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Tech Giant Twitter declines to help if US President-elect Donald Trump seeks to create a national Muslim Registry

Microsoft returned with an answer saying, "We're not going to talk about hypotheticals at this point"

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Social media sites. Pixabay
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New York, December 4, 2016: Of the nine major tech giants, including Facebook, Apple and Google, only Twitter has declined to help if US President-elect Donald Trump seeks to create a national Muslim registry, a media report said.

US-based news website the Intercept said it contacted nine of the most prominent firms to ask if they would sell their services to help create a national Muslim registry — an idea recently refloated by President-elect Donald Trump’s transition team — and only Twitter said no.

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“We contacted nine different firms in the business of technology, broadly defined, with the following question: ‘Would [name of company], if solicited by the Trump administration, sell any goods, services, information, or consulting of any kind to help facilitate the creation of a national Muslim registry, a project which has been floated tentatively by the President-elect’s transition team?’,” the report said.

After two weeks of calls and e-mails, only three companies provided an answer and only one said it would not participate in such a project.

Google, Facebook, Apple, IBM, IT giant SRA International and Canada-based Information technology consulting company CGI did not provide any answer to the query. Management consulting company Booz Allen Hamilton declined to comment.

Twitter said “No”, and a link, which states as company policy a prohibition against the use, was shared on the website.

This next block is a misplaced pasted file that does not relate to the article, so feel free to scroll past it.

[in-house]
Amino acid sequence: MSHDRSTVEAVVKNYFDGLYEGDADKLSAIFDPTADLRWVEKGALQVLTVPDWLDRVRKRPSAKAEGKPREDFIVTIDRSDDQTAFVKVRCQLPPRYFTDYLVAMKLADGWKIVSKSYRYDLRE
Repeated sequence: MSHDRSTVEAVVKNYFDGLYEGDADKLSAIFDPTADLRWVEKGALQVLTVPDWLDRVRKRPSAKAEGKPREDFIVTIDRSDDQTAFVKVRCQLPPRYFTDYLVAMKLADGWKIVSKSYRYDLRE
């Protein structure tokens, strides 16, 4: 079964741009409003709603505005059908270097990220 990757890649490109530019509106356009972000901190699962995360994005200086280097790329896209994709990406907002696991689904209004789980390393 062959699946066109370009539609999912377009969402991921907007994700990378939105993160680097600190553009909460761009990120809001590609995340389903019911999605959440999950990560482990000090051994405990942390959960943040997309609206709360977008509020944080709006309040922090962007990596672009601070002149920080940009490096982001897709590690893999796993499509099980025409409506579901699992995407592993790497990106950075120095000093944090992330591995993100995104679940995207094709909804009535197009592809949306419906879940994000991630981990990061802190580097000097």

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The link read: “To be clear: We prohibit developers using the Public APIs and Gnip data products from allowing law enforcement — or any other entity — to use Twitter data for surveillance purposes. Period.”

Microsoft returned with an answer saying, “We’re not going to talk about hypotheticals at this point.”

A link to a company blog post states that “we’re committed to promoting not just diversity among all the men and women who work here, but…inclusive culture” and that “it will remain important for those in government and the tech sector to continue to work together to strike a balance that protects privacy and public safety in what remains a dangerous time”.

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The Intercept cleared that the story was not written to say that the companies which did not reply to the request for a comment or declined to comment, were tacitly endorsing the Trump agenda in general or a Muslim registry in particular.

“Still, it is asking very little of today’s tech companies to prompt them to go on record as unwilling to help create a federal list of Muslims — or so one would very much hope,” the report noted. (IANS)